Media Coverage of 2020 Presidential Candidates

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This month in review: the latest roundup from the presidential race.

Again, Biden maintains his top rank in media coverage this week primarily due to his role in the Trump impeachment inquiry. In the wake of the democratic debates, Andrew Yang spiked once again. The debate front-loaded questions on economic policy and breaking up big-tech–those that appeal to Yang’s domain. As viewership was greatest at the beginning of the debate, this gave Yang the advantage of getting significant viewership and air-time early.

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One praised for consistently asking the questions asked of him and ridiculing others who skirt around them, Yang has shone in nearly all the debates - receiving a spike in media coverage after each one. While he has yet to make the top four (alongside Warren, Sanders, and Biden), he is seen as another breakout star of this race beside Buttigieg.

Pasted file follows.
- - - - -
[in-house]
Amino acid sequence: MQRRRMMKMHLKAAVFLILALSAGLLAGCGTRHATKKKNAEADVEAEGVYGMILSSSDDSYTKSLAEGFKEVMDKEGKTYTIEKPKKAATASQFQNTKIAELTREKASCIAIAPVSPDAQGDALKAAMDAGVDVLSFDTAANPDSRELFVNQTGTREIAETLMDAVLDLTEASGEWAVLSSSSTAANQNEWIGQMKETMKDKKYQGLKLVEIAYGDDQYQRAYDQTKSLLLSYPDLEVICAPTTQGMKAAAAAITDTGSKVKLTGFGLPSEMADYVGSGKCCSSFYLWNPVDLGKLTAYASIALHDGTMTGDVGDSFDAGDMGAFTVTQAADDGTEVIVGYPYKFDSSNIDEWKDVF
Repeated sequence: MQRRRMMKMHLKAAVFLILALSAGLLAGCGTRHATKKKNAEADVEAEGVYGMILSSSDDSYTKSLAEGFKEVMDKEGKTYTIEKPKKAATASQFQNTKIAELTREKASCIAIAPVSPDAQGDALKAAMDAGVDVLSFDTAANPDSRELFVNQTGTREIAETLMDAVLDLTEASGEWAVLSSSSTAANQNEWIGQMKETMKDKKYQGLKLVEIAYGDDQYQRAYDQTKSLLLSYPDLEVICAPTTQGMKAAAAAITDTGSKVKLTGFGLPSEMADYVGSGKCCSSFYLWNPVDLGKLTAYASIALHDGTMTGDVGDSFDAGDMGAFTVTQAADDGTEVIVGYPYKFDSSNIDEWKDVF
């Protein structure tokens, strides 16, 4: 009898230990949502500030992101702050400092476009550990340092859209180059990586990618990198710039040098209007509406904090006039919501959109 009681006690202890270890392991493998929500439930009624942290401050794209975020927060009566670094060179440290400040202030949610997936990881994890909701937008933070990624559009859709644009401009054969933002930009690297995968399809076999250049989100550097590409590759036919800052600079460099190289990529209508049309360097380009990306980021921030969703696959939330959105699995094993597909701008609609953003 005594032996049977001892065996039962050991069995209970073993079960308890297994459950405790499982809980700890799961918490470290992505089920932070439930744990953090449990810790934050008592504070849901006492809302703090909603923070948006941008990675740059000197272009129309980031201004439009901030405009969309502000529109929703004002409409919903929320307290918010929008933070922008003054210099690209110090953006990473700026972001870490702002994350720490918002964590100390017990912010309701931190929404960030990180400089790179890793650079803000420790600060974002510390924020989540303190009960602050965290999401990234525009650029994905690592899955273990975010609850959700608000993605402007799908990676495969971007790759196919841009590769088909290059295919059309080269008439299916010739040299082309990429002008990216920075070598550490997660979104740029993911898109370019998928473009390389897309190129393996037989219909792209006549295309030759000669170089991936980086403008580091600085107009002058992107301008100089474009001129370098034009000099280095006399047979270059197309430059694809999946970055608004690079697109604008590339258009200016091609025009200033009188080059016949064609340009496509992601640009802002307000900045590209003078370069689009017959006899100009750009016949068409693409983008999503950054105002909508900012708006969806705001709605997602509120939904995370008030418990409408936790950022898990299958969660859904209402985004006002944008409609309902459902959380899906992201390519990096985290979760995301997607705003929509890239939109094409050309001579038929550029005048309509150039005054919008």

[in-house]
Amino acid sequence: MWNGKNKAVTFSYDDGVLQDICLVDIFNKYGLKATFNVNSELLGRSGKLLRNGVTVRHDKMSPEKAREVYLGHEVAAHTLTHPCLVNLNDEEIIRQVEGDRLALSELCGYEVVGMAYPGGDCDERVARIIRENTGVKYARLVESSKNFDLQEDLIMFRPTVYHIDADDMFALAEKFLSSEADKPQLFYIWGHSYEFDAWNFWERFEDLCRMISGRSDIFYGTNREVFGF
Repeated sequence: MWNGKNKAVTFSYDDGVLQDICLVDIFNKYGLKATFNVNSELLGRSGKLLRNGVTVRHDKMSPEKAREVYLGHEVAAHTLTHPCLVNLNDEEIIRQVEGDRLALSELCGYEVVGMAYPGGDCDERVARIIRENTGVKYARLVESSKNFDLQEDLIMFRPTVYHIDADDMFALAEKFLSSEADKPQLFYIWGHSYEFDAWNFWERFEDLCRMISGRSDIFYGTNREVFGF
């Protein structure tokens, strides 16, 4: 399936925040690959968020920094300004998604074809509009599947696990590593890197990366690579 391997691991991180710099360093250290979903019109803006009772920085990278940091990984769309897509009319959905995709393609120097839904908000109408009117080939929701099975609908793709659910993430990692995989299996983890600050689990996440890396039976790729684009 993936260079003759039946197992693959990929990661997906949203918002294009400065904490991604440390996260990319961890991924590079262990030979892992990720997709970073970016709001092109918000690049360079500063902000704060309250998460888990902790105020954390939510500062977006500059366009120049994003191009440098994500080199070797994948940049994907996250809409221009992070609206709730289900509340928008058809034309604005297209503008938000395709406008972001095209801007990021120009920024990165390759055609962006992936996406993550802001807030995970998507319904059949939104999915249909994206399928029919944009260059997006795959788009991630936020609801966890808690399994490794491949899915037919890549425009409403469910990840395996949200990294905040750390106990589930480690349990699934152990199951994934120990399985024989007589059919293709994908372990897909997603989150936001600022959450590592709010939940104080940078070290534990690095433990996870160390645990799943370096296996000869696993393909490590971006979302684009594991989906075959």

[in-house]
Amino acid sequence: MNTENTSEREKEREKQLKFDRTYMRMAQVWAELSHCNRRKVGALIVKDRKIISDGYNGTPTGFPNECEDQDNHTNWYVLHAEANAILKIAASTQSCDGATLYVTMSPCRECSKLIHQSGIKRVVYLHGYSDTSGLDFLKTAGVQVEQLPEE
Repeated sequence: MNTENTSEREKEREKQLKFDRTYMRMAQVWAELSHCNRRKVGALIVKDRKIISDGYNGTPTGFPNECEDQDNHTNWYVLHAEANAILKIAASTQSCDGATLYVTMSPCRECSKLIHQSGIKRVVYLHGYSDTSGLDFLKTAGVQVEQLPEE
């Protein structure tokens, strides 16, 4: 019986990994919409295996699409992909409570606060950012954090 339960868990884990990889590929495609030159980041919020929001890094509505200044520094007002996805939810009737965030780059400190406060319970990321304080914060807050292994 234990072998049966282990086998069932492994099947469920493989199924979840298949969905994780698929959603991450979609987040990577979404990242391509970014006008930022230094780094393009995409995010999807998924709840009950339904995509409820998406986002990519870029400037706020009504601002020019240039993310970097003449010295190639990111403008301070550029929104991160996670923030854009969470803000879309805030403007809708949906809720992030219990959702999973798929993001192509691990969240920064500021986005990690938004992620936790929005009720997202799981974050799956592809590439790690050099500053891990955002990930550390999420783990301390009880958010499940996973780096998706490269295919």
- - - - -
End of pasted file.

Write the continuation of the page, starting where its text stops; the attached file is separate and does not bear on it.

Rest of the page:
The debate front-loaded questions on economic policy and breaking up big-tech–questions that appealed to Yang’s domain. As viewership is greatest at the beginning of the debate, this gave Yang the advantage of getting significant viewership and air-time early. Rather than his idea of universal basic income, the “freedom dividend,” being unique and maybe even taboo, it became a debate question. The monitors asked for every candidates’ opinion of UBI and if they plan to implement something similar. In this way, Yang has already succeeded in getting his idea from the bizarre into the mainstream. He has gained traction where those had doubted if UBI was even possible.

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